Purpose of the Work. This study was conducted to document test-retest reliability of hearing thresholds in cochlear-impaired listeners using our computer-automated tinnitus-matching technique and Etymotic Research (ER)-4B Canal Phone TM insert earphones. The study replicated a previous study in which we tested subjects with normal-hearing sensitivity. Subjects and Procedures. Repeated thresholds were obtained, within and between sessions, to the nearest 1 dB at one-third octave frequencies from 500 Hz to 16,000 Hz. Testing also evaluated for effects of ear-tip reinsertion at the octave frequencies. Twenty individuals with cochlear hearing loss were evaluated with the use of our fully automated protocol. Results. The previous group of normal-hearing subjects and the present group of hearing-impaired subjects both showed overall good threshold reliability, with observable differences between groups. First, repeated testing resulted in improved hearing thresholds for the normal-hearing group, but not for the cochlear-loss group. Second, the normal-hearing group showed overall better response reliability, both within and between sessions, than the cochlear hearing-loss group. These differences were small but consistent. Relevance to the Veteran Population. These two studies have demonstrated that reliable threshold responses can be obtained using our automated testing technique. This technique has particular application for tinnitus testing and for ototoxicity monitoring and is intended for eventual clinical use in Veterans Affairs audiology clinics. The ER-4B insert earphones offer an important advantage over other types of earphones, both insert and supra-aural, in that they can be used to test both conventional and high-frequencies (up to 16,000 Hz). The ER-4B earphones could be used with any audiometric testing system.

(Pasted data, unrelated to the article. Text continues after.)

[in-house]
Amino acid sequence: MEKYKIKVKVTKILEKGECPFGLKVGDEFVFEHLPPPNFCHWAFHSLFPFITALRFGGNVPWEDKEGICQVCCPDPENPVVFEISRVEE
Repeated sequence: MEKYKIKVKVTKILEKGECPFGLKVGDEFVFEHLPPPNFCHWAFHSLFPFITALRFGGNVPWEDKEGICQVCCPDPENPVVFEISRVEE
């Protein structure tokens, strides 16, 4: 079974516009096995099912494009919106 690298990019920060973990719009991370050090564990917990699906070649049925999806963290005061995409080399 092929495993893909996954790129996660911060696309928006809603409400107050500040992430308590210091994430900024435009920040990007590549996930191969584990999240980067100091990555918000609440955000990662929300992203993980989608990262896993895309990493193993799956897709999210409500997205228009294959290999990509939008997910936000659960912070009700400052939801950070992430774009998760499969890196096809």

James A. Henry, PhD

Telemedicine and the delivery of health services to veterans with multiple sclerosis

Michael Hatzakis, Jr., MD; Jodie Haselkorn, MD, MPH; Rhonda Williams, PhD; Aaron Turner, PhD;
Paul Nichol, MD